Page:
Brent Stockwell. The Quest for the Cure. The Science and Stories Behind the Next Generation of
Medicines. Columbia University Press, New York, 2011.
• This is an overview of the history and future of drug discovery written for a general reader. It
is most relevant to the last few classes in the course.

Navdeep Chandel. Navigating Metabolism. Cold Spring Harbor Laboratory Press, Cold Spring
Harbor, 2015.
• This is an integrative look at metabolism, and how it relates to disease. It describes recent
modern advances in understanding metabolism, and how different pathways are integrated.
Douglas R. Green. Means to an End. Apoptosis and Other Cell Death Mechanisms. Cold Spring
Harbor Laboratory Press, Cold Spring Harbor, 2011.
• This book provides an overview of apoptosis and other cell death mechanisms.

There will also be a number of animations and papers on Courseworks related to the course
material that may help you understand some of the processes we discuss. These can be found in
Files and Resources in Courseworks.

Calculation of grades
Grades will be determined based on:
• Recitation attendance and participation (3%)
• In class polling problems using Learning Catalytics (15%)
o 90% credit for each question will be assigned for responding with any answer and 10%
credit for responding with a correct answer.
• In class quizzes solved with your team (15%)
o These will be automatically graded by Courseworks
• Homework submitted via Courseworks before class (17%)
o These will be automatically graded by Courseworks
• Scores from four exams (32% total, 8% each)
• Comprehensive final exam (18%)

Please be aware that no makeup exams are offered.

Homework quiz answers need to be submitted by 2:40 PM (the start of class) the day they are due.
Learning Catalytics responses must be submitted during class. Team problems must be submitted by 3:55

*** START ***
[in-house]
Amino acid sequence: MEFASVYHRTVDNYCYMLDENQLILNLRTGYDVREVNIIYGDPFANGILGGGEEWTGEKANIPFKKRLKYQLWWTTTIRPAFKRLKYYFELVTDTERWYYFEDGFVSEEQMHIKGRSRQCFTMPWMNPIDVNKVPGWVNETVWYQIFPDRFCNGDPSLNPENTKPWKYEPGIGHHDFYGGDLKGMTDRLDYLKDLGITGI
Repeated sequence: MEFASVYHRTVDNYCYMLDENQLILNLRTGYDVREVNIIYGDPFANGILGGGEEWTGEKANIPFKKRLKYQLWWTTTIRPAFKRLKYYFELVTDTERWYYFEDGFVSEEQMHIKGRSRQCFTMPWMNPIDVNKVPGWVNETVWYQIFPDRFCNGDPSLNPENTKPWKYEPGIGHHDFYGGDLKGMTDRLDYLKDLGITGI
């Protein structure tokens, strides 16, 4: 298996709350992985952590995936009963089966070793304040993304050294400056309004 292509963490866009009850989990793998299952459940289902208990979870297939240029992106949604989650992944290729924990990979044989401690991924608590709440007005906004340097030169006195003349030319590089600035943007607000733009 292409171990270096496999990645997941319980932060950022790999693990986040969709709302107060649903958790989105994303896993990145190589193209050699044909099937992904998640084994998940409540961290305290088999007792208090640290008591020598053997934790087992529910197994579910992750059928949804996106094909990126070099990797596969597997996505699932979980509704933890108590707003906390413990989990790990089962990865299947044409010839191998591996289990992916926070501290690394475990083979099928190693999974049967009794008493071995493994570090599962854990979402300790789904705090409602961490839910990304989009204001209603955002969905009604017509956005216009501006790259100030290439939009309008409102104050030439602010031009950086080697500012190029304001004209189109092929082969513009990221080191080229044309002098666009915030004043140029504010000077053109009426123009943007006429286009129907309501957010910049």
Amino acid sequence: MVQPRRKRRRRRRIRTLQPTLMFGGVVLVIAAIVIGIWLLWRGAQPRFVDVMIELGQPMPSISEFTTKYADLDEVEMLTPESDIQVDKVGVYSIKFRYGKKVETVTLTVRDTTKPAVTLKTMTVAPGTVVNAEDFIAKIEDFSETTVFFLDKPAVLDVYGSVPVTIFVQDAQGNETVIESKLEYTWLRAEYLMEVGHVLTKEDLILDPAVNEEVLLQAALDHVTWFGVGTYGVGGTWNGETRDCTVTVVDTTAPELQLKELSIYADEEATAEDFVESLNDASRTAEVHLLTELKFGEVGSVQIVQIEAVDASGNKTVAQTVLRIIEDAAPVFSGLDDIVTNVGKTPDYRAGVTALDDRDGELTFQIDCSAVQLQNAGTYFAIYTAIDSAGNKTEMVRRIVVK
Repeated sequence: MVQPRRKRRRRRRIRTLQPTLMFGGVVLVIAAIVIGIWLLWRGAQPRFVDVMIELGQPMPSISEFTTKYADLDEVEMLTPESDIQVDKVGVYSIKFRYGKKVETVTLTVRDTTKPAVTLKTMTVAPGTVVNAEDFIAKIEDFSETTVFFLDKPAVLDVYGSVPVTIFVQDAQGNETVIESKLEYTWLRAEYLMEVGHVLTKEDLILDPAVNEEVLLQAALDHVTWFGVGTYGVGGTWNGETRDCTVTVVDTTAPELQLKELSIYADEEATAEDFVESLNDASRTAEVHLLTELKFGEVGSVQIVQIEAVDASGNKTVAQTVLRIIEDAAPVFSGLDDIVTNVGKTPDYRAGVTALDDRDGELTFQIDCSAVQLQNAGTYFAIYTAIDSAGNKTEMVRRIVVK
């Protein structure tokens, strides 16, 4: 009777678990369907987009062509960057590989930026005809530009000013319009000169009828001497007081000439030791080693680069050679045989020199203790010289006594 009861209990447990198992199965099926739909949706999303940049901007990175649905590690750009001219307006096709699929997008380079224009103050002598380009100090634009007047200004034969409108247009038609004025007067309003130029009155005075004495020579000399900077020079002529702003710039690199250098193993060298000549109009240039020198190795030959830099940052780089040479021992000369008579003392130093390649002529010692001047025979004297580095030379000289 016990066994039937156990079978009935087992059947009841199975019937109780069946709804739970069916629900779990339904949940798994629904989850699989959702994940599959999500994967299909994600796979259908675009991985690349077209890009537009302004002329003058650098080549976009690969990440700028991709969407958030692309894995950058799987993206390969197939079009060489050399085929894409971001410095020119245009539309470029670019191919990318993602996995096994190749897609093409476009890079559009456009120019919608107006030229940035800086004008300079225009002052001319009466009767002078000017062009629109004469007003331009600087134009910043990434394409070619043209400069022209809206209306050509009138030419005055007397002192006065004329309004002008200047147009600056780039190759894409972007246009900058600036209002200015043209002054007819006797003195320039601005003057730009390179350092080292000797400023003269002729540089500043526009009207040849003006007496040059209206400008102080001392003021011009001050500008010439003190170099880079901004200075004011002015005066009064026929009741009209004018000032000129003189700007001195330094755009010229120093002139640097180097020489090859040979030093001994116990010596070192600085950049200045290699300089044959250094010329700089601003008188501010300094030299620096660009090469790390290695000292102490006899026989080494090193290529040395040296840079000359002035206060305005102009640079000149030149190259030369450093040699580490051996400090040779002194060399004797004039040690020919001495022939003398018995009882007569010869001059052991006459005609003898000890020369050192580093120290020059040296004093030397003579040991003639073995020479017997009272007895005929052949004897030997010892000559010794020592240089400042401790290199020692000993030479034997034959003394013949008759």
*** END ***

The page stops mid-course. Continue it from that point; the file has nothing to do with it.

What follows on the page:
PM (the end of class). Please be aware that no credit is awarded for late submissions.

There is no curve in the course. Your cumulative course grade is not rounded up or down in Courseworks.
98.00 – 100 = A+
93.00 – 97.99 = A
90.00 – 92.99 = A-
87.00 – 89.99 = B+
83.00 – 86.99 = B
80.00 – 82.99 = B-
77.00 – 79.99 = C+
73.00 – 76.99 = C
70.00 – 72.99 = C-
60.00 – 69.99 = D
<60.00 =F

The philosophy of the course is that what matters is your absolute level of knowledge and skills relative to
the course content, not your standing relative to other students in the course. Thus, we hope that everyone
will work together to maximize the understanding and performance of all students.

Please note that the final exam will be Thursday, December 20th from 1:10-4:00 PM.
No makeup exam is offered. You must take the final exam to receive a passing grade in the course.

The first exam will cover classes 1-5, the second exam will cover material in classes 6-10, the third
exam will cover material in classes 11-14, the fourth exam will cover classes 15-19 and the final
exam will be cumulative and cover all of the material in the course, but with an extra emphasis on
classes 20-21, which will not be covered in the first four exams.

The first exam will be given as a do-at-home exam in Courseworks, available starting at 2:40pm on
Sept 25th, due at 3PM on Sept 26th.
You may submit two LC and two in-class problem sets up to 48 hours late without penalty. Thus, if
you miss a class due to a religious holiday, outside activity, or illness, you should still complete the
LC and in class problems within 48 hours, and review the material covered in the missed class.
However, your grade will not be affected by these late submission, for up to two classes.

Minireview Requirement for Students Enrolled in GU4501


Students enrolled in 4501 are required to write a minireview on a topic related to biochemistry
(students in 3501 are not permitted to write a minireview). The minireview should be less than 3,000
words (5-10 pages, not including references, double spaced). Figures are not required but can be
used. Key, current references should be cited. All of the text must be in your own words. The style
and content should be similar to that found in Annual Reviews in Biochemistry, but there must not
be an existing review on your topic within the last 3 years. A good approach is to identify several
recently published primary research papers around a specific topic and describe the main findings,
background text and future directions of the research area. The grade on the paper will adjust your
course grade up or down by one increment or decrement (i.e. B to B+, or B to a B-). The minimum
margin size is 0.5 inch and the font is 11 point Arial. It must be submitted electronically. The due